On the tour we also learned about some current tension between Catalonia (of which Barcelona is a part) and the rest of Spain. The Spanish government declared that in Catalonia the languages that should be learned by children, ranked in order of importance should be: Spanish, English, Catalan. As you can imagine, the Catalonian people are none too pleased about that. Catalan is one of the official languages of Catalonia, so the idea of cutting it out of schools is obviously upsetting to many. Because of this, and for other reasons,  there are people who want Catalonia to split from Spain. Your opinion on this  topic can be expressed through flags.The plain red and yellow striped flag is the Catalan flag (La Senyera) whereas the red and yellow striped flag with the blue trinagle and white star is the Catalan independence flag. Those flying this flag wish for Catalan to become an independent state. As we walked around Barcelona, we saw a lot of these flags. And it seems like once one person hung up a flag, everyone around them felt the need to chime in their opinion as well. It made much more sense once we understood what the meant.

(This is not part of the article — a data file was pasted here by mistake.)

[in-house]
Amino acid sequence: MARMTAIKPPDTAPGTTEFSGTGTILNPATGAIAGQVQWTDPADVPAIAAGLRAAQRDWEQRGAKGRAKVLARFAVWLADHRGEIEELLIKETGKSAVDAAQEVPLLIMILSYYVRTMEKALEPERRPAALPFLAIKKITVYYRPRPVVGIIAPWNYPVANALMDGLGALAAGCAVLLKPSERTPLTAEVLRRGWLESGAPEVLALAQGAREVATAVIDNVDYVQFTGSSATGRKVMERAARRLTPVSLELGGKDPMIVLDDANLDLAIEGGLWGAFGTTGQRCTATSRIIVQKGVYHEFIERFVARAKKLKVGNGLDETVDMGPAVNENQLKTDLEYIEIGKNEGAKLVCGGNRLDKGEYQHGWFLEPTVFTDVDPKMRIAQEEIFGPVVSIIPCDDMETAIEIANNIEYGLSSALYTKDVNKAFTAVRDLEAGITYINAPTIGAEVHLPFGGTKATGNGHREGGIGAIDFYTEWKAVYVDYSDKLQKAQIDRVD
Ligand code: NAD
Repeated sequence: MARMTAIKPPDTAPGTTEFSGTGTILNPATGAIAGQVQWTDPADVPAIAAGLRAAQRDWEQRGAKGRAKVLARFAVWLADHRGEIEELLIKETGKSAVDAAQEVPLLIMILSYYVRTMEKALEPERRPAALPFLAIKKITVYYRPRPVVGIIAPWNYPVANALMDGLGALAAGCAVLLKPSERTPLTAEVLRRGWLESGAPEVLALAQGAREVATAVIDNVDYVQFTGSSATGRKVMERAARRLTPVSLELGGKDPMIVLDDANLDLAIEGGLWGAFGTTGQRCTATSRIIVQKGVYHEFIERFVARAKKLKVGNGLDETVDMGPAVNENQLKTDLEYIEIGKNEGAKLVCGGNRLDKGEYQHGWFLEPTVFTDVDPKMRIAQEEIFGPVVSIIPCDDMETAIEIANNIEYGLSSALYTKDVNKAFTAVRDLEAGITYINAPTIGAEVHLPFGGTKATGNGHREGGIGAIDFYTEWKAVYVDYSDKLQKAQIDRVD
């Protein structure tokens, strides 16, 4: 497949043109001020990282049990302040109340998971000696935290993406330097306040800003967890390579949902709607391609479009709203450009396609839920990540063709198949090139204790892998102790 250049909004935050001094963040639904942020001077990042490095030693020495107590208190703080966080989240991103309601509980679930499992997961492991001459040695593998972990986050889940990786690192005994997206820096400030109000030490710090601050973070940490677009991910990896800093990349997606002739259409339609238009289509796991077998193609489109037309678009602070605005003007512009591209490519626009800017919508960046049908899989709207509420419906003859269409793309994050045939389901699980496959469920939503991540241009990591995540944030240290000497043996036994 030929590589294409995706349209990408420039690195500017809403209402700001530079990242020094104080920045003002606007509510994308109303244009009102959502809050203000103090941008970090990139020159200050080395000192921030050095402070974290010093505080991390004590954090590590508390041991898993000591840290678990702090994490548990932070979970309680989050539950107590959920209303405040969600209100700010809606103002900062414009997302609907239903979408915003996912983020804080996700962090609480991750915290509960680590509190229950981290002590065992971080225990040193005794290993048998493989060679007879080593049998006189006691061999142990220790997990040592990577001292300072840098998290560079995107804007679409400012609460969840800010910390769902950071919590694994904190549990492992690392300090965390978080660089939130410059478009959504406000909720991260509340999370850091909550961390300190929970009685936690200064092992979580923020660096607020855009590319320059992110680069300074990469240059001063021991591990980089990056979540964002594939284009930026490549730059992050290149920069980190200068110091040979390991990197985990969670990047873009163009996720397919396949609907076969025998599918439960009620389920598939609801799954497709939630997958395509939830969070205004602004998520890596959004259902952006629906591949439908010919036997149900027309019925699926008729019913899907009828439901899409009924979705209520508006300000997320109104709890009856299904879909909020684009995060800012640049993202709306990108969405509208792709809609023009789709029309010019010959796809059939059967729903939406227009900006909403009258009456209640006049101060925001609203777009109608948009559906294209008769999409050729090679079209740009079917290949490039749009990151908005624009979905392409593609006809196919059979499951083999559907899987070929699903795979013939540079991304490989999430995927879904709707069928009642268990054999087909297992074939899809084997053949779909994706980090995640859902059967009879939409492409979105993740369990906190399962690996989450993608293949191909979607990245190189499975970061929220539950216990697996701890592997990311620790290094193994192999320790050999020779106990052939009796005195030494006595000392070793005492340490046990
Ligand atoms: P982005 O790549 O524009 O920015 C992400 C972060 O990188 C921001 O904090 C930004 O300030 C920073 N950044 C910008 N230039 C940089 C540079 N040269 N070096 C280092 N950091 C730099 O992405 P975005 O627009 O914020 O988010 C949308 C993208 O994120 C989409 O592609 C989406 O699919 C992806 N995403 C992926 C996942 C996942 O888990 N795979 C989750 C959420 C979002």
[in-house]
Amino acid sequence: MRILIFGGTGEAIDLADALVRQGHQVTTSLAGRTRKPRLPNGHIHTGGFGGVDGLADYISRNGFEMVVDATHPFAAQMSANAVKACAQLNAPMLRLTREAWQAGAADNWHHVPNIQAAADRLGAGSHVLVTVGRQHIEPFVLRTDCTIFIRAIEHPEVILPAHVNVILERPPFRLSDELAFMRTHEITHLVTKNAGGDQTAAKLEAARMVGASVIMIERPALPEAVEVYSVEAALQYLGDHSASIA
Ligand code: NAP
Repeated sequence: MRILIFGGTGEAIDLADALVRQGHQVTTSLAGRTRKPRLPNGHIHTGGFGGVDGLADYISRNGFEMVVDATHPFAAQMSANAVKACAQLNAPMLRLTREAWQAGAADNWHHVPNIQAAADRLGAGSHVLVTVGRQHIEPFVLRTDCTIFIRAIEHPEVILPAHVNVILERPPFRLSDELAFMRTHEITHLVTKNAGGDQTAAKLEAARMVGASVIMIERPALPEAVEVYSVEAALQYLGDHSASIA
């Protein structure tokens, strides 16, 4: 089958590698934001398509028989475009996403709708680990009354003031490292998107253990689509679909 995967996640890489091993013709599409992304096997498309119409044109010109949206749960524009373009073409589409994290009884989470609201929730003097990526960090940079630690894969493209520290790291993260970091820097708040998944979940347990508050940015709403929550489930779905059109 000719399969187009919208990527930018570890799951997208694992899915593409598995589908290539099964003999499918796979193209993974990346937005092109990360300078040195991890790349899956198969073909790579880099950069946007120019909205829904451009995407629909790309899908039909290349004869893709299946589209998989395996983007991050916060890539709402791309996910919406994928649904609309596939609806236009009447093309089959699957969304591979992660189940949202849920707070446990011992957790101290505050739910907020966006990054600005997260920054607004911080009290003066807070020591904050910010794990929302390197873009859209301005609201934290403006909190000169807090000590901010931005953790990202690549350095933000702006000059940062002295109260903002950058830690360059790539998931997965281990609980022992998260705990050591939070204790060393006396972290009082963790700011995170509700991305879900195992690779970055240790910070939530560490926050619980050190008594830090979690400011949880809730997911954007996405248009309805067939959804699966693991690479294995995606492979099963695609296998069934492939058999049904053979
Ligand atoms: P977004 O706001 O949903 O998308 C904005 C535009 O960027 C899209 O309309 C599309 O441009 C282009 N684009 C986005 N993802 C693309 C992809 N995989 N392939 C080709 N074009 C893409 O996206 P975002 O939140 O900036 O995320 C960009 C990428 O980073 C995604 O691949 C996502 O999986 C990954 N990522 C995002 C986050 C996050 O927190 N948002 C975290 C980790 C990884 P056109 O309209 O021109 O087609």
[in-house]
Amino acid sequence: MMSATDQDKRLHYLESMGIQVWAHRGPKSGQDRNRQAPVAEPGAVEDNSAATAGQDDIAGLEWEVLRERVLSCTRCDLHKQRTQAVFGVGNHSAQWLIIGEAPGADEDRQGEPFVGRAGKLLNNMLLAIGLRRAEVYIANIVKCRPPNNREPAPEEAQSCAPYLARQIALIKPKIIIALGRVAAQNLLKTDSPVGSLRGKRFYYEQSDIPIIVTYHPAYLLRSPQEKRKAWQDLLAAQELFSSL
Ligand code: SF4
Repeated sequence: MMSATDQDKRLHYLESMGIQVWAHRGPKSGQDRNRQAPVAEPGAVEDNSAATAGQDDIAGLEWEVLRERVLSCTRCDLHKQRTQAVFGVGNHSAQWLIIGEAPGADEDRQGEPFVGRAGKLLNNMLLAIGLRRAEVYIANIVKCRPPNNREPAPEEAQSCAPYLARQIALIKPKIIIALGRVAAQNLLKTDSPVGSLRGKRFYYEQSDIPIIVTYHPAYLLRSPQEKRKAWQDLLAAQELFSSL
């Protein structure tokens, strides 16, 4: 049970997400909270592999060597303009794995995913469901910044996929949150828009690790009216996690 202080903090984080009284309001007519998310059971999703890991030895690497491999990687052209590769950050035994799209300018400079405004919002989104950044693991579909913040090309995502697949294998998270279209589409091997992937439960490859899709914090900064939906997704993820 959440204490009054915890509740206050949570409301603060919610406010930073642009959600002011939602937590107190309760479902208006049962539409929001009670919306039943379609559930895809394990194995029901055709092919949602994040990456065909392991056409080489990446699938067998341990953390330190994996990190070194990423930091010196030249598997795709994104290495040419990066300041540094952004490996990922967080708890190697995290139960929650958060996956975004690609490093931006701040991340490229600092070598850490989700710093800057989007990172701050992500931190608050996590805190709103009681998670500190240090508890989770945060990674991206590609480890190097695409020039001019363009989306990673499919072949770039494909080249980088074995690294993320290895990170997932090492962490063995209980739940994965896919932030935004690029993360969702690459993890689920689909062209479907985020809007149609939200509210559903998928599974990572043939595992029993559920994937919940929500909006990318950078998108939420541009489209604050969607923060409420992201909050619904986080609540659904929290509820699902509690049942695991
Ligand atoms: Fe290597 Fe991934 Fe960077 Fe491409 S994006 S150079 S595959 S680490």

After the tour, we managed to (amazingly) find our way to our next destination: Museo de Xocolata. After we'd paid our ticket was handed to us, and I couldn't help but smile. Our ticket was a chocolate bar. Gotta love chocolate museums. This chocolate museum was a cross between a culinary lesson on how chocolate is made, a history lesson on how chocolate came to Spain, and a art display of amazing sculptures of chocolate. I already knew how chocolate was made due to many trips to Chocolate World at Hersheypark, so I skipped to the history. This was interesting because we'd just been to Cadbury world where we'd learned about how chocolate came to England (via the Spanish) but we didn't get much in-depth information about how it go to Spain at the exhibition in England. Barcelona was actually the first place in Spain chocolate reached, since it is a coastal city with an important port, which made the Museo de Xocolata a fitting museum for Barcelona. There were a number of fun sculptures made of chocolate including Tintin, Up and important Barcelona landmarks like Parc Guell, Arc de Triomf and La Sagrada Familia.